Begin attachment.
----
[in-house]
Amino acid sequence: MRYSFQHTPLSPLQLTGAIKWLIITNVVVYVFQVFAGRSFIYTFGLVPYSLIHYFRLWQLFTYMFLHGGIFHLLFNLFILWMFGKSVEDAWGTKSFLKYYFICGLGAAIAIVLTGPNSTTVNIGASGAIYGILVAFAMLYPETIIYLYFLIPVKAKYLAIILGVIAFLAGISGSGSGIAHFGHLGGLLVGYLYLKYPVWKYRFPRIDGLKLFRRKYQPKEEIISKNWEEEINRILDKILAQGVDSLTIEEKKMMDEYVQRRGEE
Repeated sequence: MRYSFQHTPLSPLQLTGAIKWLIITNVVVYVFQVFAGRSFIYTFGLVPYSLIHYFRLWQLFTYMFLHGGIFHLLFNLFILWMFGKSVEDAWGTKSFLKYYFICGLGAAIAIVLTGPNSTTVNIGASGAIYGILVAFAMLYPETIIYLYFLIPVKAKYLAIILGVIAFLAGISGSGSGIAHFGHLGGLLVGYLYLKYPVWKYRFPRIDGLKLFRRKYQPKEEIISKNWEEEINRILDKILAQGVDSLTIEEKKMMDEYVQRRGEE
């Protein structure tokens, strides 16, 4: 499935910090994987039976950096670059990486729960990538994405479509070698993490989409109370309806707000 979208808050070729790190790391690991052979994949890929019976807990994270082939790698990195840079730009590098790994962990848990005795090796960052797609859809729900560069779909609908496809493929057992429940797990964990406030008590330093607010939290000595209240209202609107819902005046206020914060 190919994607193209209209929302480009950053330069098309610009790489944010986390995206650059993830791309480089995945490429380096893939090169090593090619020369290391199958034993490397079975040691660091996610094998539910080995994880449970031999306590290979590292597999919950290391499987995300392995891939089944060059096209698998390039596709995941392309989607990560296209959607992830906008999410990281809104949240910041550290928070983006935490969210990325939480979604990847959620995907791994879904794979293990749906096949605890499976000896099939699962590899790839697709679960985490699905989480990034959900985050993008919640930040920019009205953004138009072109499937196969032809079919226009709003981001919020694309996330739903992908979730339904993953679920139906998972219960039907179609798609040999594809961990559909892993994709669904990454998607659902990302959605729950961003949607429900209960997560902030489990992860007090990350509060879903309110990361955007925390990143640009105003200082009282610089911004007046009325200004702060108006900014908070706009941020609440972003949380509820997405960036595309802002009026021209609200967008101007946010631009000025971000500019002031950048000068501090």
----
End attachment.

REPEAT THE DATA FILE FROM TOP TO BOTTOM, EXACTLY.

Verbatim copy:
[in-house]
Amino acid sequence: MRYSFQHTPLSPLQLTGAIKWLIITNVVVYVFQVFAGRSFIYTFGLVPYSLIHYFRLWQLFTYMFLHGGIFHLLFNLFILWMFGKSVEDAWGTKSFLKYYFICGLGAAIAIVLTGPNSTTVNIGASGAIYGILVAFAMLYPETIIYLYFLIPVKAKYLAIILGVIAFLAGISGSGSGIAHFGHLGGLLVGYLYLKYPVWKYRFPRIDGLKLFRRKYQPKEEIISKNWEEEINRILDKILAQGVDSLTIEEKKMMDEYVQRRGEE
Repeated sequence: MRYSFQHTPLSPLQLTGAIKWLIITNVVVYVFQVFAGRSFIYTFGLVPYSLIHYFRLWQLFTYMFLHGGIFHLLFNLFILWMFGKSVEDAWGTKSFLKYYFICGLGAAIAIVLTGPNSTTVNIGASGAIYGILVAFAMLYPETIIYLYFLIPVKAKYLAIILGVIAFLAGISGSGSGIAHFGHLGGLLVGYLYLKYPVWKYRFPRIDGLKLFRRKYQPKEEIISKNWEEEINRILDKILAQGVDSLTIEEKKMMDEYVQRRGEE
């Protein structure tokens, strides 16, 4: 499935910090994987039976950096670059990486729960990538994405479509070698993490989409109370309806707000 979208808050070729790190790391690991052979994949890929019976807990994270082939790698990195840079730009590098790994962990848990005795090796960052797609859809729900560069779909609908496809493929057992429940797990964990406030008590330093607010939290000595209240209202609107819902005046206020914060 190919994607193209209209929302480009950053330069098309610009790489944010986390995206650059993830791309480089995945490429380096893939090169090593090619020369290391199958034993490397079975040691660091996610094998539910080995994880449970031999306590290979590292597999919950290391499987995300392995891939089944060059096209698998390039596709995941392309989607990560296209959607992830906008999410990281809104949240910041550290928070983006935490969210990325939480979604990847959620995907791994879904794979293990749906096949605890499976000896099939699962590899790839697709679960985490699905989480990034959900985050993008919640930040920019009205953004138009072109499937196969032809079919226009709003981001919020694309996330739903992908979730339904993953679920139906998972219960039907179609798609040999594809961990559909892993994709669904990454998607659902990302959605729950961003949607429900209960997560902030489990992860007090990350509060879903309110990361955007925390990143640009105003200082009282610089911004007046009325200004702060108006900014908070706009941020609440972003949380509820997405960036595309802002009026021209609200967008101007946010631009000025971000500019002031950048000068501090």